Undergoing intravenous anesthesia and surgery in our office is similar to having surgery and anesthesia at a hospital same day surgery facility. However, most patients describe in-office surgery and anesthesia less complicated and have a shorter recovery time versus hospital day surgery. The same equipment is used in our surgical facility as the hospital. After you check in at the front desk, you will be taken to the surgical suite where another nurse or surgical assistant will ask you some more “checking-in” questions to verify the procedure, review of medical history, and pre-sedation instructions. Our nurse or surgical assistant will place a number of monitors including an automatic blood pressure cuff, an electrocardiogram(EKG), a pulse oximeter(a device that measures oxygen in your blood). We will start a small intravenous line for you that will allow administration of fluids and medications to relax you. Once you are “sleep” and uncomfortable, the local anesthetic will be given unbeknowngst to you. When the surgery is finished, most of our patients are completely unaware that the procedure has already been performed. Our patients are “frozen” so they are not in any pain. At this time you will be transferred to the recovery room or so-called post-anesthesia recovery suite. A nurse will watch over you until you meet the discharge criteria. You will then be discharged to the care of your escort. The nurse will review with you and your escort all the post-operative instructions.
Our priority is the safety and comfort of our patients
During the initial consultation you and Dr. Aidelbaum or Dr. Chen will discuss the type of procedure involved, your medical history and your level of anxiety. Some procedures due to their nature require the use of general anaesthesia or IV sedation, whereas others are best accomplished under local anaesthesia. The choice of anaesthesia is always a personal decision and should be made only after an informative consultation with the oral and maxillofacial surgeon.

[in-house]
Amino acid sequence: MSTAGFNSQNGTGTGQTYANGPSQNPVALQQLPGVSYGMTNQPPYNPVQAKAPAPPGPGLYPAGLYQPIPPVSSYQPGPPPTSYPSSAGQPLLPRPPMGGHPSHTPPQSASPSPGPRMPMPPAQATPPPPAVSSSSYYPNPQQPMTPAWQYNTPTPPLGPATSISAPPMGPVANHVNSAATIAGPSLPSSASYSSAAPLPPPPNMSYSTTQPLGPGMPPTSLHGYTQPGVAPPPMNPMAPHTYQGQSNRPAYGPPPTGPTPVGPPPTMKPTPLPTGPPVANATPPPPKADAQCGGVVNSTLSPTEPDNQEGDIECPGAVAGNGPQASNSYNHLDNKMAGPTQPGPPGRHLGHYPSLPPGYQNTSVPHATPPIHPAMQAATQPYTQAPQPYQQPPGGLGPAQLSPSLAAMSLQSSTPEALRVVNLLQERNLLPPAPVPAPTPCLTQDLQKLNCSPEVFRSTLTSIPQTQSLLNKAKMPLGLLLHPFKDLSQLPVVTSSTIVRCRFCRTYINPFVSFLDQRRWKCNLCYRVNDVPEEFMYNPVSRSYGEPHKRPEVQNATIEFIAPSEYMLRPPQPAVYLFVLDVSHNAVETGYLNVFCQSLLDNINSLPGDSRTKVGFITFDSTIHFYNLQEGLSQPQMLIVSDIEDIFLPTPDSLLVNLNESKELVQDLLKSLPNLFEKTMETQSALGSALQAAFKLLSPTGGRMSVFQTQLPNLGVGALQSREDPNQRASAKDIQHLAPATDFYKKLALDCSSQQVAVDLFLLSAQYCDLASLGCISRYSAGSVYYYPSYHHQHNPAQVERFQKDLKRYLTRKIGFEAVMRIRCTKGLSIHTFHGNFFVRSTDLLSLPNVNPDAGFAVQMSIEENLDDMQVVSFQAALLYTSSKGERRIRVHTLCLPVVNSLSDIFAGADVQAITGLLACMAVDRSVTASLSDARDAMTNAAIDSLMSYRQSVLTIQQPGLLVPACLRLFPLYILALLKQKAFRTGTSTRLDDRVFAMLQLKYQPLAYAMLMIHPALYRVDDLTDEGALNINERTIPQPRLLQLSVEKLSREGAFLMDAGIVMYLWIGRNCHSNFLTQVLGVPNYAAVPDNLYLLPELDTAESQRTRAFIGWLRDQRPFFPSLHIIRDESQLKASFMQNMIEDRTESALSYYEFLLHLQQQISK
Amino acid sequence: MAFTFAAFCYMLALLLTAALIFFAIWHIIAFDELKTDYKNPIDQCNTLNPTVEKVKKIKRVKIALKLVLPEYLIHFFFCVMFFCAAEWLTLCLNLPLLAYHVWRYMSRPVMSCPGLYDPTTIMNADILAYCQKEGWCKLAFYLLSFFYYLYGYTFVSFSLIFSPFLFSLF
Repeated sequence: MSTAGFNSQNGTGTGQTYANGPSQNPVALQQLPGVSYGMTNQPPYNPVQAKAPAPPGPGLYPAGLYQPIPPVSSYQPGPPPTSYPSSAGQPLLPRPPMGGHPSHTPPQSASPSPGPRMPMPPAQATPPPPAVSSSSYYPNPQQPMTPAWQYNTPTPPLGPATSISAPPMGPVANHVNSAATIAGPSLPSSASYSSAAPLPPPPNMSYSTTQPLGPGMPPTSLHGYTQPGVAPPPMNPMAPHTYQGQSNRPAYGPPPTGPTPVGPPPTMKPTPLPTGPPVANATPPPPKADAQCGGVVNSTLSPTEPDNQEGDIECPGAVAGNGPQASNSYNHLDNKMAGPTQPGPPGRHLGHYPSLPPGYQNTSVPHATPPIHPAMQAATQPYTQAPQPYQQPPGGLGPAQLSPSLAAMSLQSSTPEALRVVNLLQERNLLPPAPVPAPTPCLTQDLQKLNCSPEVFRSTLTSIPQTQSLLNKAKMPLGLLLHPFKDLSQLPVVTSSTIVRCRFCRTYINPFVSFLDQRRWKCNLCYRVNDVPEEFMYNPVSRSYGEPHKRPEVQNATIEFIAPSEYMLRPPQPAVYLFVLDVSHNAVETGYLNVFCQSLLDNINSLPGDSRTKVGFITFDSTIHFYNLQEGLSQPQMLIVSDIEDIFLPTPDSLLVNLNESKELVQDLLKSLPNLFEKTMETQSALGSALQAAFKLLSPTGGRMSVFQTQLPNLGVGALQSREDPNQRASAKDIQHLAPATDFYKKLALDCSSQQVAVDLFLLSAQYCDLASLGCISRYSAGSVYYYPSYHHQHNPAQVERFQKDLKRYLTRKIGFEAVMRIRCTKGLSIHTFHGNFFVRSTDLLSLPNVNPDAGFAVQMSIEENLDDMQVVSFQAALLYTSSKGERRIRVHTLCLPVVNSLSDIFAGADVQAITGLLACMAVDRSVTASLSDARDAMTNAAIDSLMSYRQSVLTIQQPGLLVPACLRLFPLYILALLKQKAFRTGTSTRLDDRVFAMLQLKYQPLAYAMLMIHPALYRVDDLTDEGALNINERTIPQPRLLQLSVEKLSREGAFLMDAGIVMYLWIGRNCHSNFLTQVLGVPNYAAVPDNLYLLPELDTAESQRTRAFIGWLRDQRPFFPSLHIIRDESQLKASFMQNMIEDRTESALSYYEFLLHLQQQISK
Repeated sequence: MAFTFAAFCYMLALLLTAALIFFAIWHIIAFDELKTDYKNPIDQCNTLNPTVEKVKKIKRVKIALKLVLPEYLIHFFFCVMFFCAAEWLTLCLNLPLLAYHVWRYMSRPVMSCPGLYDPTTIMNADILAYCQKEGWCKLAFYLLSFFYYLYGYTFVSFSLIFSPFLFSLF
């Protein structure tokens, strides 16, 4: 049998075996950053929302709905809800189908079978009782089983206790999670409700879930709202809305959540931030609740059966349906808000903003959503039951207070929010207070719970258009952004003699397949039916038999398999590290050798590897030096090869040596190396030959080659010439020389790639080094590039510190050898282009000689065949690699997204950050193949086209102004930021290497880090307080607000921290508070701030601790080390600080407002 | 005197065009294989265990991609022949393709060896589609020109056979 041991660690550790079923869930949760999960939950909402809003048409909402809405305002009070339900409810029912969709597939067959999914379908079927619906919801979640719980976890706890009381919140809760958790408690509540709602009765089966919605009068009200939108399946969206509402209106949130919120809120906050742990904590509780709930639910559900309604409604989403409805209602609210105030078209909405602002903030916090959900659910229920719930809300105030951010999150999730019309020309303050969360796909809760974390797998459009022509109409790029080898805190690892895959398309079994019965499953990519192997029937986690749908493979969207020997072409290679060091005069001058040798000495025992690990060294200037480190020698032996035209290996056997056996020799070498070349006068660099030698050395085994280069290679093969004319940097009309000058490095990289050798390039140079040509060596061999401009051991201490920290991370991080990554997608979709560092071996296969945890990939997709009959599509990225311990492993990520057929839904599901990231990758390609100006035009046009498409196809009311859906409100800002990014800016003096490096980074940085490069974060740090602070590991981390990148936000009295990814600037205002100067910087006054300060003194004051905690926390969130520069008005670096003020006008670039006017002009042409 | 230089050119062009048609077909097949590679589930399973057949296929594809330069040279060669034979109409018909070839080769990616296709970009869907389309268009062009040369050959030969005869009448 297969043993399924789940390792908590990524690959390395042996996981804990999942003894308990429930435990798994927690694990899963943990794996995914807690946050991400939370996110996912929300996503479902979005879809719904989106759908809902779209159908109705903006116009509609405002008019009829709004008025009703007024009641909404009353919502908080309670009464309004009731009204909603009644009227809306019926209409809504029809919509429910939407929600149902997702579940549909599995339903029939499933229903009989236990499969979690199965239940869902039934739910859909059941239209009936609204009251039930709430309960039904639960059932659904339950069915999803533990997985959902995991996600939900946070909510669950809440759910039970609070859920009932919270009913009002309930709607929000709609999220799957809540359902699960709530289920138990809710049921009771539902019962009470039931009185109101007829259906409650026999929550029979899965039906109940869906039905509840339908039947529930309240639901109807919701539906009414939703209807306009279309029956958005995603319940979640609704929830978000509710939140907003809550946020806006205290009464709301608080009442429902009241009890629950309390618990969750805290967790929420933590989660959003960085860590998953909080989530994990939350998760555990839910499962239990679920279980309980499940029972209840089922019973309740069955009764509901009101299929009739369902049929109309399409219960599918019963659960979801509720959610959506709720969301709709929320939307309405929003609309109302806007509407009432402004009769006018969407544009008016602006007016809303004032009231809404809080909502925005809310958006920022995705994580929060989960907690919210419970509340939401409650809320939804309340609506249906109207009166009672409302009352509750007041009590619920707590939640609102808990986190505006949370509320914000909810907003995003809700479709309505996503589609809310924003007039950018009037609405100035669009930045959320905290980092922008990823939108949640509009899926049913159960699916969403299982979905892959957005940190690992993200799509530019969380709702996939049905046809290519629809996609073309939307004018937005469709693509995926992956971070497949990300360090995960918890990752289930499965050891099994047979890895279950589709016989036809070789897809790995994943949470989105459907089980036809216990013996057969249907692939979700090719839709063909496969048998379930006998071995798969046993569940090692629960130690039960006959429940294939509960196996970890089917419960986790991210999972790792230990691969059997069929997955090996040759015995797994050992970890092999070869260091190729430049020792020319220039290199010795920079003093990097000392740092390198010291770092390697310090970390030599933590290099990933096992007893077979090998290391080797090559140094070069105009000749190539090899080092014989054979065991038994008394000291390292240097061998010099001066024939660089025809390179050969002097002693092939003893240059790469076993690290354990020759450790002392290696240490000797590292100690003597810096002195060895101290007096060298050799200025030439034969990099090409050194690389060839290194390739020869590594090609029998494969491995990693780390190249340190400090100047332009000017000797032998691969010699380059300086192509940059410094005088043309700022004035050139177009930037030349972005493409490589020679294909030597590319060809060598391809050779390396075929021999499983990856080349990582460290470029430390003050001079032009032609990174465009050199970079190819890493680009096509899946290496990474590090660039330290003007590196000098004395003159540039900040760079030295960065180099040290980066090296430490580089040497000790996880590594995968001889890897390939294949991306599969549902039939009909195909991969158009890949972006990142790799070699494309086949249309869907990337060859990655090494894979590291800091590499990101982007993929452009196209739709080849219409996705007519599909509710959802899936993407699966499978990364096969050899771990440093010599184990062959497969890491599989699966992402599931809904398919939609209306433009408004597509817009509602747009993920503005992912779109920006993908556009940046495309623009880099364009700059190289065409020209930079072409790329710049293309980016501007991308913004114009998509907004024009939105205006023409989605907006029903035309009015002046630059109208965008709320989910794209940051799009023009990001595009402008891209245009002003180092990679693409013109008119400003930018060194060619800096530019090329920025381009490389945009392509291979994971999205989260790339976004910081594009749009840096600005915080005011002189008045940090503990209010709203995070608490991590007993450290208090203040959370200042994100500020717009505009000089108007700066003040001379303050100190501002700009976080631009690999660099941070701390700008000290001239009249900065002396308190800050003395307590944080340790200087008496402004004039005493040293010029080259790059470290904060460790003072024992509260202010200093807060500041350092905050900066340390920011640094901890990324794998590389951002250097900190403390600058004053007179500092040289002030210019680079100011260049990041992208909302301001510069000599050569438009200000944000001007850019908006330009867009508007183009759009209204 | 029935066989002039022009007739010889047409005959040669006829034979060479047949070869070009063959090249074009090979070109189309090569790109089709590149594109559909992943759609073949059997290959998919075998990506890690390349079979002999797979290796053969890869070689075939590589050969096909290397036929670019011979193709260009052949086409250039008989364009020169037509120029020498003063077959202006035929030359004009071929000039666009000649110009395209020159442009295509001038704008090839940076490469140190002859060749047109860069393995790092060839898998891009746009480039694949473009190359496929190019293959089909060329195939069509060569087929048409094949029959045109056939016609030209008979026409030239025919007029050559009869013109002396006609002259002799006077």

Administration of local anesthesia by injection numbs the surgical site and the adjacent area. You will be fully aware of the procedure, including the vibrations, sounds, and pressure sensations associated with the surgery that may be somewhat annoying, but it will not hurt. This is the way most procedures are done in your dentist’s office.
Medication is administered in intravenously to sedate you to the point that you will probably keep your eyes closed during the procedure, but will respond to verbal instructions and may know what is going on. In all likelihood you will remember very little, if anything at all. You must come in on a completely empty stomach and someone must drive you to and from your appointment and remain in the office during your surgery. Someone must remain with you all day following your surgery
Deep Intravenous Sedation: You are not paralyzed or intubated. Medication is administered intravenously to sedate you to the point that you will probably keep your eyes closed during the procedure and may not respond to verbal instructions. You will not really know what is going on and in all likelihood you will not remember your surgery. You must come in on a completely empty stomach and someone must drive you to and from your appointment and remain in the office during your surgery. Someone must remain with you all day following your surgery.
General anesthesia affects the entire body and makes the person unconscious. The unconscious person is completely unaware of what is going on and does not feel pain from the surgery or procedure. General anesthesia medications can be injected into a vein or inhaled.
Once you are asleep, the anaesthetist will insert a breathing tube through your nose and into you windpipe. This protects the airway and allows the surgeon unrestricted access to the mouth. This tube will be gone by the time you wake up on a stretcher in the recovery room.
If you have serious fear of needles, we can use gas to put you to sleep and an intravenous will be in place when you wake up.
You must come in on a completely empty stomach and someone must drive you to and from your appointment and remain in the office during your surgery. Someone must remain with you all day following your surgery.
If you have any questions regarding the above information, please don’t hesitate to ask. As a general recommendation for your anesthetic choice, choose the option with which you are the most comfortable.